It’s that time of year again – the annual Christmas Craft Event is nearly upon us! Well, it will be in three weeks on Saturday, so we’re all getting our materials ready. For those of you unfamiliar with this highlight of the Dunchurch calendar, it is an event organised by our Baptist church and open to all children from the village and the surrounding area. For a couple of hours on a November afternoon they come and do as many Christmas-themed crafts as they like (and can fit in), choosing from about a dozen different ones. They range from simple decorated cards for the little ones to painted glass jars, Christmas tree ornaments, decorated gingerbread men, Nativity scenes, stars, snowflakes and whatever else the volunteers have been able to dream up.
For the past six years or so I’ve been providing a stitchy craft, meant to be a slightly more challenging project for the older children. In practice I do get some of the 6-year-olds as well, and provided they bring a responsible adult I’m perfectly happy for them to have a go. It’s really rather endearing seeing a dedicated dad wrestling with his first-ever embroidery as his little daughter looks on encouragingly .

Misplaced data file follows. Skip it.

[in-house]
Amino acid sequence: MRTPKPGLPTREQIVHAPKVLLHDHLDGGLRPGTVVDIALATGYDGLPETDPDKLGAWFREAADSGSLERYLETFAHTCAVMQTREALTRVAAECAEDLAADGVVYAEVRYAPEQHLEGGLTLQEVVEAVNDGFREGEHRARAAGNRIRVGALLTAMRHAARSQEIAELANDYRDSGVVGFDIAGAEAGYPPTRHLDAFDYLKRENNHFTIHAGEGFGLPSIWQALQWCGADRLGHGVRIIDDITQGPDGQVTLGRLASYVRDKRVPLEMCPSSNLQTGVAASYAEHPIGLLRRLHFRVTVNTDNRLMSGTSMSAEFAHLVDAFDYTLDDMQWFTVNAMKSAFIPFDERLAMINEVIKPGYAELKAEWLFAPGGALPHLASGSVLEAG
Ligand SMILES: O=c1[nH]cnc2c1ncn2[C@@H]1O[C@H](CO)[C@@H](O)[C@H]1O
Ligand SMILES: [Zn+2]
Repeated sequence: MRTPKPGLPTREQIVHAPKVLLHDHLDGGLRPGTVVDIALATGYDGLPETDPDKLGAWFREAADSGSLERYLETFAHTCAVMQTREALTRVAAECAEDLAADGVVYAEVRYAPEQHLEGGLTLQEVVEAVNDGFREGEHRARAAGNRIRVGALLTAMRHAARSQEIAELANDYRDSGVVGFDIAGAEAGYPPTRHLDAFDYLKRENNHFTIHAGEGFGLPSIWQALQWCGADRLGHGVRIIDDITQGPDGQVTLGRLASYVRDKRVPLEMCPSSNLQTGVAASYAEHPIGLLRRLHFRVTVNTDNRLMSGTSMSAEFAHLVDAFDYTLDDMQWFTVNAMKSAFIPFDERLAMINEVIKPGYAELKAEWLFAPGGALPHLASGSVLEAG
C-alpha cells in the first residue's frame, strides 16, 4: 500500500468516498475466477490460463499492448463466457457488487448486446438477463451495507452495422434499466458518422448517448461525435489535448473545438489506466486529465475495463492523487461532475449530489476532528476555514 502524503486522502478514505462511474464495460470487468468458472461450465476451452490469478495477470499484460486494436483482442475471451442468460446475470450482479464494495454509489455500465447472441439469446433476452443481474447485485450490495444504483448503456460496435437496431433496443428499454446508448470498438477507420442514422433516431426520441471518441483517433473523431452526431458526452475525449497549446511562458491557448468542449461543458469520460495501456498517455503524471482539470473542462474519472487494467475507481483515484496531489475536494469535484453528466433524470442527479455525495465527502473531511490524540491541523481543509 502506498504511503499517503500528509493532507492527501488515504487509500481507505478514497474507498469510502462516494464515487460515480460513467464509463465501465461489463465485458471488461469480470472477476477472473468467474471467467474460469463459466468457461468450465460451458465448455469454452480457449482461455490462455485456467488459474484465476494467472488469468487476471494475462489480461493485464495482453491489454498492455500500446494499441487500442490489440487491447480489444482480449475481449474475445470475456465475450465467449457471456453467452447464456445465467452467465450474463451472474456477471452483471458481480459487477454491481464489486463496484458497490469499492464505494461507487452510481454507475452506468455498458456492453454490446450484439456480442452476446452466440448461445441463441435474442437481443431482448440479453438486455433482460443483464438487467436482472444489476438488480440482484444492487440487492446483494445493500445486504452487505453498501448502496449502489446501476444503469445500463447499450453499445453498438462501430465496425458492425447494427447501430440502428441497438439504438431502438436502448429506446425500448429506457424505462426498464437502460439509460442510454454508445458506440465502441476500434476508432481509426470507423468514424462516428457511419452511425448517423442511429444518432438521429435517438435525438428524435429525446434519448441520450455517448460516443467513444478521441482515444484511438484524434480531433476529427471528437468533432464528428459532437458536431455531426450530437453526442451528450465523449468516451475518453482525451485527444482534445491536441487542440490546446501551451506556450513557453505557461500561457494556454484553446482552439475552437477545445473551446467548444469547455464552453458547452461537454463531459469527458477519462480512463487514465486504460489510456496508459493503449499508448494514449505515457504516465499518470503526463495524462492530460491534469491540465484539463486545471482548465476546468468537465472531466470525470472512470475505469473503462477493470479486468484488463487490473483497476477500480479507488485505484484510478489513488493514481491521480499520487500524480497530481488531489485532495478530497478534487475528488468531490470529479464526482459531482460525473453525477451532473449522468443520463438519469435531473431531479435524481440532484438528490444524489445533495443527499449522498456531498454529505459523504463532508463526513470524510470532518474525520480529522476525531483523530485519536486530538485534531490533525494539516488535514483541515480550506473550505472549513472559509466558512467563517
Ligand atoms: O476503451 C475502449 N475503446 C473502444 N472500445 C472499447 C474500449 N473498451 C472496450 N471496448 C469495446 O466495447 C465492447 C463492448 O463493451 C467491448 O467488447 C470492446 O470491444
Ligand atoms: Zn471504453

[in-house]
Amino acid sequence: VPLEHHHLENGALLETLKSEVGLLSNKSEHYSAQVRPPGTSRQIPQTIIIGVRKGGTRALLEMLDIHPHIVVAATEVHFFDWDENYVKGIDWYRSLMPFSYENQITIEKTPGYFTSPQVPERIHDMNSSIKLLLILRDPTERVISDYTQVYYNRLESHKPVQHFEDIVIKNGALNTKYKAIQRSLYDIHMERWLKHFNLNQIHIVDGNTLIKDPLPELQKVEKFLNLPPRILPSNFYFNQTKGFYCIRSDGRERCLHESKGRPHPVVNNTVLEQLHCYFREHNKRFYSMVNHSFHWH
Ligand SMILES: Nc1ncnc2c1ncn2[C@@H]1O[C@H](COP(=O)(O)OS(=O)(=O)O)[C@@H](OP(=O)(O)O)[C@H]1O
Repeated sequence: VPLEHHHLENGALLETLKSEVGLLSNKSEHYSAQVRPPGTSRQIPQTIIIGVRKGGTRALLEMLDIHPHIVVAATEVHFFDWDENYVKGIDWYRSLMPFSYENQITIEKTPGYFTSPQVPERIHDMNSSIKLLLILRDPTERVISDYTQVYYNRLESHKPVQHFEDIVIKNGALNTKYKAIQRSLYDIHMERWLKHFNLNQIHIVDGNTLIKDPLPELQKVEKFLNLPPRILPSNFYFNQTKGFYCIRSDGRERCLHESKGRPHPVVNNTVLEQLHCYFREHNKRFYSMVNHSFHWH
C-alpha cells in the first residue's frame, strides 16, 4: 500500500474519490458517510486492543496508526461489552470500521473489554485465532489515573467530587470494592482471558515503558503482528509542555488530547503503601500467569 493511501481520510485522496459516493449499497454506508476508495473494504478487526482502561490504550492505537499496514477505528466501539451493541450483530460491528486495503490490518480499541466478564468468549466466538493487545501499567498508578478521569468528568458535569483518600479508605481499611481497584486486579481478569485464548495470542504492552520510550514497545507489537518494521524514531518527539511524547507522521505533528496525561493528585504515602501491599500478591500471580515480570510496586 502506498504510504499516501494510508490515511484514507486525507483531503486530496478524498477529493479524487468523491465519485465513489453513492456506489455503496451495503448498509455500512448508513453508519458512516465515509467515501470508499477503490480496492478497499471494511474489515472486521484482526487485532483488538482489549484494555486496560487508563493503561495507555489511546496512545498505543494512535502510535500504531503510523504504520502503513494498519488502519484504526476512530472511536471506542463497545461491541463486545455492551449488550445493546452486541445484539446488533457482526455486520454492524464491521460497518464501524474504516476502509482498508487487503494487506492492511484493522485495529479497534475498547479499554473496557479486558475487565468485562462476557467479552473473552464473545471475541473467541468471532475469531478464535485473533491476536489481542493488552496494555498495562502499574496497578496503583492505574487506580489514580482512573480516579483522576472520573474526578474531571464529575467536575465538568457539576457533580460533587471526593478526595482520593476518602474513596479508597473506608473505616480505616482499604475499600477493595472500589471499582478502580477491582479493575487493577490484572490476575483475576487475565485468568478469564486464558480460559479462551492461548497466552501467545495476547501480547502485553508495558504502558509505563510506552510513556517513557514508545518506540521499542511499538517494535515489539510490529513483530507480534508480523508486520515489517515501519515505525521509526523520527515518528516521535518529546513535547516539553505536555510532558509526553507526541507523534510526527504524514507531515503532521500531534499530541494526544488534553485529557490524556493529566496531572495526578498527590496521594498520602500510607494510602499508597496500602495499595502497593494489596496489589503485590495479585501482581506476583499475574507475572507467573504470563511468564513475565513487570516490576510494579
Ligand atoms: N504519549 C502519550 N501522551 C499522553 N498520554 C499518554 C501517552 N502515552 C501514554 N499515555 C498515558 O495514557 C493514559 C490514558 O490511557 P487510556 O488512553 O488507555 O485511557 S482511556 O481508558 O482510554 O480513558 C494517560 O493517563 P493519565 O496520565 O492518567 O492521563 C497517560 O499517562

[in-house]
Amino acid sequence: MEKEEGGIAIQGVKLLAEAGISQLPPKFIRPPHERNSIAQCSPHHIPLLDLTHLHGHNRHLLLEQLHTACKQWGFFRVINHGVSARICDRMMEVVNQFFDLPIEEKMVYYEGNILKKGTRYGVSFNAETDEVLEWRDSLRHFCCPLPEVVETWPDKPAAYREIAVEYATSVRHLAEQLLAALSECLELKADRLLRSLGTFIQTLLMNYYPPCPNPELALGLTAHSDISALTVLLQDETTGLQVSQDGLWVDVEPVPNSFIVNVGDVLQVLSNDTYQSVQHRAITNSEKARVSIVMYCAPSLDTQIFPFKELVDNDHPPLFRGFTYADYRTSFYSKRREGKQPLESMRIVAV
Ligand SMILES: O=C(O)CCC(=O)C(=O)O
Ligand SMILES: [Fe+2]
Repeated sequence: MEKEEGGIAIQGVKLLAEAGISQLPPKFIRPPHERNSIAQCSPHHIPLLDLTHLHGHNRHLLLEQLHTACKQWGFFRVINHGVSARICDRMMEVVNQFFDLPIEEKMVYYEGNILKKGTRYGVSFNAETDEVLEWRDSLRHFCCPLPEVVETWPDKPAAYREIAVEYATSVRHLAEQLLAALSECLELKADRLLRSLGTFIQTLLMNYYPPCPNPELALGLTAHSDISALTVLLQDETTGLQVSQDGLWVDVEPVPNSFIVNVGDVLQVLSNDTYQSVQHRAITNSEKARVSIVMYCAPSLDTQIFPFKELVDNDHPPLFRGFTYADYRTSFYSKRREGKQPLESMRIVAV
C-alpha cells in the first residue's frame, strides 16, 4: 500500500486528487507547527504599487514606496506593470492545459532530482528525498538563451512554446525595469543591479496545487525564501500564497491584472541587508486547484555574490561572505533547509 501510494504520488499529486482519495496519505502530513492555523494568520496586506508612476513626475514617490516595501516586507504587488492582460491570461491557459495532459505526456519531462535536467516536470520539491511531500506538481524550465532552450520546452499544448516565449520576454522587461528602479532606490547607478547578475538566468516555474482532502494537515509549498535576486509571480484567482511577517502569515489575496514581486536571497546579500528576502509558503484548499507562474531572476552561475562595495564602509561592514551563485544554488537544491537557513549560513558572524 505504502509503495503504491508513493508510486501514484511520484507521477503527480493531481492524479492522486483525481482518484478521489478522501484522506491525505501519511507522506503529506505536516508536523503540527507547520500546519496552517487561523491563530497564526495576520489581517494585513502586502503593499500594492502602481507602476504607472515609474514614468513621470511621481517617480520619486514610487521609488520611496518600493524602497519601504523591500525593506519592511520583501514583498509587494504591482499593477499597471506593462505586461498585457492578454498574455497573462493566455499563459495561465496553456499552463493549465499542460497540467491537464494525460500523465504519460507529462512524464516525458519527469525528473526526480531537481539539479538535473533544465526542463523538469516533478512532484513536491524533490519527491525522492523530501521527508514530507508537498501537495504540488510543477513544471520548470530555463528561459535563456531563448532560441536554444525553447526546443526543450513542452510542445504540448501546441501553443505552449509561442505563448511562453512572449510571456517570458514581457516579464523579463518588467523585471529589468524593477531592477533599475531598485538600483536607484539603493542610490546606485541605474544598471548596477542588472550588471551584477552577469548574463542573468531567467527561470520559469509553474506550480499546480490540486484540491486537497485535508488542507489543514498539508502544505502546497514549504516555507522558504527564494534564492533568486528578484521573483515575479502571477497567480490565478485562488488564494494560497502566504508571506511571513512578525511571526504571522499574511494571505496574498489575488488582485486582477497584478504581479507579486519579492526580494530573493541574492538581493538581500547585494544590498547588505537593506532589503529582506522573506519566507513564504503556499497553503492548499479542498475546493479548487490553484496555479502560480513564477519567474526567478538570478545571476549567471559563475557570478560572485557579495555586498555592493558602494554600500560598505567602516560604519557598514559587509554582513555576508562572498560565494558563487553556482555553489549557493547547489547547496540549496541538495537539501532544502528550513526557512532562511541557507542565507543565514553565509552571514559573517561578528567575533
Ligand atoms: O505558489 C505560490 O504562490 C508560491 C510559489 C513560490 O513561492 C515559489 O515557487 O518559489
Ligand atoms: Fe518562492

I could just about start recycling previous projects, as the children who did them are now too old to join in, but it’s much more fun thinking up something new. This time I teamed up foam baubles from Yellow Moon with a non-cut adaptation of the freebie stars. At first I thought it would be a good idea to use 20ct aida, as it is a bit stiffer and larger than my usual fabrics, but I found that one length of perle #5 was just too short for a star on 20ct, and it’s also relatively expensive to buy; whereas I have plenty of 22ct Hardanger in stock. So Hardanger it is, with DMC Variations (also from my stash) instead of the lovely Caron threads I used for the two models, plus a Madeira metallic I had lying around and some beads I got at the Knitting & Stitching Show.
All I’m waiting for now is the needles, then I’ll cut the fabric squares, do a waste knot and come up in the first hole for each one of them, and kit them up with a large chart (I’m still working out what style would be clearest). Usually I don’t get a lot of time to take pictures when we’re in full swing, but I’ll do my best record some of the children’s efforts for posterity!